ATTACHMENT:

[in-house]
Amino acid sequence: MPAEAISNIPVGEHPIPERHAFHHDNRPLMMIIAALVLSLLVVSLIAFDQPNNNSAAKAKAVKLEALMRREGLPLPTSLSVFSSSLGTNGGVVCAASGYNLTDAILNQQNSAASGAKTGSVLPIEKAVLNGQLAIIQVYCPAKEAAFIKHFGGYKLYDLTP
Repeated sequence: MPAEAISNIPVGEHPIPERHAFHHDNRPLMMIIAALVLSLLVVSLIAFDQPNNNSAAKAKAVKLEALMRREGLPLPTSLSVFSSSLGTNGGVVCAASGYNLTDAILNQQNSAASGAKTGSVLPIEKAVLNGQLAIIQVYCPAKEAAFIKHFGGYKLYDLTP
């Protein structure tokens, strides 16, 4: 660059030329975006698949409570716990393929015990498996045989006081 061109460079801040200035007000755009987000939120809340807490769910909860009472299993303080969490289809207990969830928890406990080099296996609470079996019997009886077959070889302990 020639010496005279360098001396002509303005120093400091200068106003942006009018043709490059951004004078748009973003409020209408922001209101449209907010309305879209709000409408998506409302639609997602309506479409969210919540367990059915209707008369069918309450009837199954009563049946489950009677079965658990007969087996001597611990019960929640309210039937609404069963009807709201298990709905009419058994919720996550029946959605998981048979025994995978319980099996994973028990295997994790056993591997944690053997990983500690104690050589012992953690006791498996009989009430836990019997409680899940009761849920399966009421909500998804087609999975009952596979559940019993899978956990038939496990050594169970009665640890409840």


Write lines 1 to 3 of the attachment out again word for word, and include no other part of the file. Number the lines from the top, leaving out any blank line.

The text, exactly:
[in-house]
Amino acid sequence: MPAEAISNIPVGEHPIPERHAFHHDNRPLMMIIAALVLSLLVVSLIAFDQPNNNSAAKAKAVKLEALMRREGLPLPTSLSVFSSSLGTNGGVVCAASGYNLTDAILNQQNSAASGAKTGSVLPIEKAVLNGQLAIIQVYCPAKEAAFIKHFGGYKLYDLTP
Repeated sequence: MPAEAISNIPVGEHPIPERHAFHHDNRPLMMIIAALVLSLLVVSLIAFDQPNNNSAAKAKAVKLEALMRREGLPLPTSLSVFSSSLGTNGGVVCAASGYNLTDAILNQQNSAASGAKTGSVLPIEKAVLNGQLAIIQVYCPAKEAAFIKHFGGYKLYDLTP